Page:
Tearful Wayde says he deserves more respect

11 August 2017 - 10:10 By DAVID ISAACSON in London
The two-time 400m title holder Wayde van Niekerk ended the world championships in London in tears on Thursday night with the silver medal in the 200m.
The two-time 400m title holder Wayde van Niekerk ended the world championships in London in tears on Thursday night with the silver medal in the 200m.
Image: Gallo Images

Wayde van Niekerk will target another double at the Commonwealth Games in Australia next year‚ but this time doing the 100m-200m.

The two-time 400m titleholder ended the world championships in London in tears on Thursday night with the silver medal in the 200m.

Van Niekerk was two-hundredths of a second short of matching Michael Johnson’s double from 1995‚ a feat that will survive at least another two years‚ probably much longer.

This season Van Niekerk had broken Johnson’s 300m world best and 400m Diamond League record‚ but the 400m-200m double at a single championships was fractionally out of his reach.

It was a tight race with Turkey’s Azerbaijan-born Ramil Guliyev winning in 20.09sec — the slowest winning time since 2003 — and Van Niekerk edging Jereem Richards of Trinidad and Tobago into bronze by one-thousandth of a second.

The South African‚ who raced six days in a row‚ said he would like to lower his 43.03 400m world record‚ but suggested he’s less likely to do it in major competitions going forward.

“The 400m‚ I’d love to have that as an individual event so I’d love to improve my world record again.

“The only doubles I think I would consider now is the 100m and 200m‚” he said.

Asked if that meant putting the 400m on the backburner‚ Van Niekerk replied: “I’ve been thinking of it. I’d love to do a bit of 100m and 200m at Commonwealth next year.”

The Games will be held in Gold Coast in April‚ 2018.

“But obviously (I’m) going to have to do some 400s as well at the Diamond Leagues and World Challenges and so on.

“We haven’t really thought that far‚ we’re all focusing on the double this week and I think after this season we’ll sit with coach (Ans Botha) and decide where we’re going to invest our time.”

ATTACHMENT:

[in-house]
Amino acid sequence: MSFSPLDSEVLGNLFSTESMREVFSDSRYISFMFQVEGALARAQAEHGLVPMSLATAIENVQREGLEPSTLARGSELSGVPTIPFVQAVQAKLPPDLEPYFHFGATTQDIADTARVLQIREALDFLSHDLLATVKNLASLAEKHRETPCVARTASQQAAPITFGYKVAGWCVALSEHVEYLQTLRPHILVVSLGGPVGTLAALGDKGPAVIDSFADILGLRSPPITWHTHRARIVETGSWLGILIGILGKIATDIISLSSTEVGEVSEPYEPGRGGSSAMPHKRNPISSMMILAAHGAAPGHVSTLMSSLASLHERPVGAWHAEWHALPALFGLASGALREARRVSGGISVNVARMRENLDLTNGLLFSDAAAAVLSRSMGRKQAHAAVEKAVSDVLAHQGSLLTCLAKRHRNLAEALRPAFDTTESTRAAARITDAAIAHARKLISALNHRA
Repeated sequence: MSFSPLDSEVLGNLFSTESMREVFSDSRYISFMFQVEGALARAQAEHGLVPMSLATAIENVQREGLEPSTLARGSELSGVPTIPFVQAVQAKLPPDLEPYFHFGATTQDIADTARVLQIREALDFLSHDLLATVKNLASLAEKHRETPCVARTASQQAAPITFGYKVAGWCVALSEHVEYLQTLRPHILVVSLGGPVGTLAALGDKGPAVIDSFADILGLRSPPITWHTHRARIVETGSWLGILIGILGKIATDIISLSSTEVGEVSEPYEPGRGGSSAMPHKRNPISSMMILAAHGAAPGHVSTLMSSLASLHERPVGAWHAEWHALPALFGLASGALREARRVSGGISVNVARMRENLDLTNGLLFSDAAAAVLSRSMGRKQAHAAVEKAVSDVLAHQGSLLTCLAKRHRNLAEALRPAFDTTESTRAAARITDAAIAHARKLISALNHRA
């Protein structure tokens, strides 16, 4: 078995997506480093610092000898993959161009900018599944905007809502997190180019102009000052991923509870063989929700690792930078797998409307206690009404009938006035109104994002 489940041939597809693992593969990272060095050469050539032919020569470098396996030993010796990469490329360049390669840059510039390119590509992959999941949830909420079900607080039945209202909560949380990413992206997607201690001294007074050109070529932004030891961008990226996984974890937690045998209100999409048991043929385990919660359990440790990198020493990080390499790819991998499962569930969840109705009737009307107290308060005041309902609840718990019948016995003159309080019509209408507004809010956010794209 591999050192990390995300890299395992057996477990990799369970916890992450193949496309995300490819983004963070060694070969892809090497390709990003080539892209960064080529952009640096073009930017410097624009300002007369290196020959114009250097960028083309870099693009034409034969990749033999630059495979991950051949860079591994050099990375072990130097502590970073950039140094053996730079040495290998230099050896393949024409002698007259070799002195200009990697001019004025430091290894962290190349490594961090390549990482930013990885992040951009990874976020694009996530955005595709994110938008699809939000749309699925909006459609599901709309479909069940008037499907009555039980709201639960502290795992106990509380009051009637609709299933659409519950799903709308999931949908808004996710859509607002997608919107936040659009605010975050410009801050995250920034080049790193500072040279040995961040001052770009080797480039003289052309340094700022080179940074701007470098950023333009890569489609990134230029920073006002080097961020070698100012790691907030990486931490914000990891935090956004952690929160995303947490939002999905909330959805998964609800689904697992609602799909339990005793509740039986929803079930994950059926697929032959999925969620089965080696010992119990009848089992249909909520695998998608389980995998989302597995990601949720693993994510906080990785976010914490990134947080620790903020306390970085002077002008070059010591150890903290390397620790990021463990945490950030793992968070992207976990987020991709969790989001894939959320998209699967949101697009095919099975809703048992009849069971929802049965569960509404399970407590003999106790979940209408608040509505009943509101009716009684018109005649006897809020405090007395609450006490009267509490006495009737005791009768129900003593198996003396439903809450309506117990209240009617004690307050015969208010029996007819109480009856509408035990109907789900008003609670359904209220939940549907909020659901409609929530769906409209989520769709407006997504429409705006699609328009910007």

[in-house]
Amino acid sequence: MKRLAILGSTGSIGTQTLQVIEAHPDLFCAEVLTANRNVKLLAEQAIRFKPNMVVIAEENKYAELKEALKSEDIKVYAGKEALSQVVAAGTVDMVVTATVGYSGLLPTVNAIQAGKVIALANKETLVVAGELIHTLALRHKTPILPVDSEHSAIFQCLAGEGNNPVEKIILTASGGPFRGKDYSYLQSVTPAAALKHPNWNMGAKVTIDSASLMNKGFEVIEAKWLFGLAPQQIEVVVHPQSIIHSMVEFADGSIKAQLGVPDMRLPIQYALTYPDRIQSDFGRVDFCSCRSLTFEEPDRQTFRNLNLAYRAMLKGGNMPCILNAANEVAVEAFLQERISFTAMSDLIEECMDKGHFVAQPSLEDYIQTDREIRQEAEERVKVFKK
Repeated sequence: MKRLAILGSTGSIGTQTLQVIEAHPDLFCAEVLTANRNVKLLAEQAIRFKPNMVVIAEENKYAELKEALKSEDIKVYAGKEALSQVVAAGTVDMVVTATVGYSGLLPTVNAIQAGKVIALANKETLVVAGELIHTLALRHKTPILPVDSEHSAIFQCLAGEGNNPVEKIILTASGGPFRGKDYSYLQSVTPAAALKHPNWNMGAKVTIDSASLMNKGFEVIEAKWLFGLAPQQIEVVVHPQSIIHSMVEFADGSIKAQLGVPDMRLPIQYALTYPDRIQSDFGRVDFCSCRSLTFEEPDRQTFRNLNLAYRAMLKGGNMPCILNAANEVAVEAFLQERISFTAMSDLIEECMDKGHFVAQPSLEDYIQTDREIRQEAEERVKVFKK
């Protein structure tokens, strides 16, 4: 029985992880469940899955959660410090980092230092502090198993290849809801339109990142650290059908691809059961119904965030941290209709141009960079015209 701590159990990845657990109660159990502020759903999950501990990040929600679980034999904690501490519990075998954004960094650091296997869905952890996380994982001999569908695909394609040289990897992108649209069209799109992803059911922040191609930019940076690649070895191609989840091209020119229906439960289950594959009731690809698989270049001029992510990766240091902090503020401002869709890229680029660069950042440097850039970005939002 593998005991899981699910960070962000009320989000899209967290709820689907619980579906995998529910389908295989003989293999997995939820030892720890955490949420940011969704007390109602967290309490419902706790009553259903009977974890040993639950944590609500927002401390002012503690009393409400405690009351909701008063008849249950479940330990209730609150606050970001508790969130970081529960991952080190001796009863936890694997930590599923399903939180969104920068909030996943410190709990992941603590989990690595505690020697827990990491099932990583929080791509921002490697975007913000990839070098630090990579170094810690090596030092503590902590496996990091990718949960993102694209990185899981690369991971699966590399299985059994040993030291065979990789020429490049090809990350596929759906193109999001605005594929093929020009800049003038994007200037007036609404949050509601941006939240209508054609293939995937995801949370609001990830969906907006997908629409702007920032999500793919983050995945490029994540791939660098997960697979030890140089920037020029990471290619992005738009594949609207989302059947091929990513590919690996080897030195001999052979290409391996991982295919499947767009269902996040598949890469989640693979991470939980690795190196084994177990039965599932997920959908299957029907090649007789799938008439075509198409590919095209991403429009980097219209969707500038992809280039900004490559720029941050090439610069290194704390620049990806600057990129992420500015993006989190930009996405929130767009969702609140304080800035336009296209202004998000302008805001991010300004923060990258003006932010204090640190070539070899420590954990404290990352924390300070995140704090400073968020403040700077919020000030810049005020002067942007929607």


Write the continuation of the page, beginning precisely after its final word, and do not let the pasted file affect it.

Van Niekerk said the two hardest days were the 400m final on Tuesday and Wednesday’s 200m semifinals‚ where he had to qualify as one of the fastest losers.

“I had two days of freezing competition. Yesterday‚ I didn’t get much sleep because obviously I had a massive high after the 400m finals and then had to try and recover.

“The semifinals were difficult‚ I had to dig deep. Last night’s rest was much better‚ I wouldn’t say I recovered 100%‚ but I recovered quite well.”

Botha wept after hugging Van Niekerk several minutes after the 200m final‚ and the runner himself and his Botswana rival‚ sixth-placed Isaac Makwala‚ were in tears themselves too.

Makwala was barred from the 400m final after falling ill with a suspected case of norovirus‚ and accusations of a conspiracy soon emerged with claims the IAAF‚ the sport’s world governing body‚ was trying to protect Van Niekerk.

Olympic 400m champion Van Niekerk broke down during an interview with BBC soon after the race‚ telling them he deserved his success.

“That really did upset me a bit‚” he said explaining his emotional display at the post-race press conference later.

“Especially the amount of respect I’ve shown each and every competitor I compete against‚ including Makwala‚ and for him to come out and mention my name among something fishy happening in the IAAF … I think I definitely deserve way more respect from my competitors.”

Makwala‚ who ended sixth in this race‚ told journalists he felt the 400m was his best chance.

He broke down as he left the mixed zone‚ where journalists get to interview athletes‚ taking a full minute or so before moving on‚ still wiping his eyes.

For Makwala‚ it was his third championships and still no medal; this was also Van Niekerk's third championships‚ but this was his third medal.

SA now has five medals with a sixth likely from Caster Semenya in the 800m on Sunday.

- TimesLIVE

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